MEDSCI 101G Environmental Threats to Human Health
MEDSCI 101G | Open | Semester Two 2021 | City Campus | 15 points
Our environment sustains our lives but at times threatens our health. These threats may occur naturally, or arise from damage we have inflicted on our environment. This course starts with a consideration of how previous civilisations have flourished or withered depending on climatic factors. It then considers the potential health impacts of:
- Climate change
- Lifestyle choices
- Workplace hazards
- Infectious diseases
- Factors affecting cancer risk
By the end of this course, you will be more aware of the ways in which human health – whether considered in terms of societies or individuals – is affected by the environment. This should enable you to make decisions that benefit your communities and yourselves. Uninformed controversy often clouds issues of human health, and the material provided in MEDSCI 101G should enable more informed participation in the discussion. You should:
- Have a deepened awareness of your place within a complex ecosphere.
- Gain an appreciation of the continuous and often subtle effects of the environment on your well-being.
- Recognise how the body responds to harmful agents.
- Be enabled to live proactively so to minimise direct and long-term health risks.
- Engage in informed and rational dialogue about the (often controversial) impacts of environmental agents on human well-being.
The big picture
- The vulnerability of civilisations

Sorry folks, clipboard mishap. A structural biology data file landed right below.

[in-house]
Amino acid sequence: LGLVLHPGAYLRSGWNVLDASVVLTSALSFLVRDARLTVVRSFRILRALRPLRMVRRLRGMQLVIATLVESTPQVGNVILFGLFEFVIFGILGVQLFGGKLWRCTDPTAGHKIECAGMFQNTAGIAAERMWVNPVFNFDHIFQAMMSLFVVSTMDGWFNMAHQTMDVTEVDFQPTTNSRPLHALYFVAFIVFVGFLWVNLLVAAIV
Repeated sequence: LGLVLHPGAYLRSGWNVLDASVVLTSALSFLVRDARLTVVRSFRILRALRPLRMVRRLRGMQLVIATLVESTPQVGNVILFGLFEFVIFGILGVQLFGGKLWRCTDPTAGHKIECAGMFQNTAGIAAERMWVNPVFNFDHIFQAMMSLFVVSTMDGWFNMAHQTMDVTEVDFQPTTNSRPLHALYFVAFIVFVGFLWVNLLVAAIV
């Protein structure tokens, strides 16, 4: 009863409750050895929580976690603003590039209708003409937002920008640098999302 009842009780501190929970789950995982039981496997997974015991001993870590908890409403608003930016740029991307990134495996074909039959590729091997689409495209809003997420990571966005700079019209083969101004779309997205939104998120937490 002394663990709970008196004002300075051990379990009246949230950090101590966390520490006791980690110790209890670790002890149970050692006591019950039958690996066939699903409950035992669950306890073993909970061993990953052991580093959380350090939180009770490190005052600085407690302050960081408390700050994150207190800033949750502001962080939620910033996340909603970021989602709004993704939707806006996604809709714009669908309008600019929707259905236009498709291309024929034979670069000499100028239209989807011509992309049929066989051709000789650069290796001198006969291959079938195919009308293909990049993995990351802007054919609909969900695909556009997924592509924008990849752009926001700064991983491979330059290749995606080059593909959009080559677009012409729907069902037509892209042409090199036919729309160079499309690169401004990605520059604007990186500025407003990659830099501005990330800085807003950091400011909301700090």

- Healthy ecosystems for healthy people
- Potential effects of climate change
- Threats from the sea: algal poisons
- Threats from drinking water: history’s worst mass poisoning
Lifestyle and work
- Diseases of poverty and wealth
- Alcohol and liver damage
- Threats from dirty air: heart attacks
- Pollutants that act like hormones
- Chlorine and fibres in the lungs
- Bacterial infections in NZ (Staph. aureus)
- Antibiotics and the problem of resistance
- Influenza and emerging diseases
- Diseases of cleanliness?
- Childhood obesity
- Micronutrient deficiencies in a land of plenty
- Dietary and occupational factors in cancer
- Ultraviolet light and cancers of the skin
- Colon cancer
- Infections and cancers
- Fungal poisons in food
In response to the question 'What was most helpful for your learning?' students wrote:
'Learning about the body and how environments affect it.'
'Museum visit was great! It was interesting to see examples of what was taught in class.'
'Lectures were very informative – learnt so much from them. Workbooks given out on day one very helpful. Lectures were great.'
'The assignments helped my understanding and were especially interesting because of their relevance today. The museum trip also helped a lot to put everything in perspective.'
'The lecture handout notes were VERY helpful, they made it easier to focus on the content/flow of the lecture without having to worry about unknown scientific terms/models. Clear visual diagrams simplifying the complex ideas were also very helpful in gaining a better understanding.'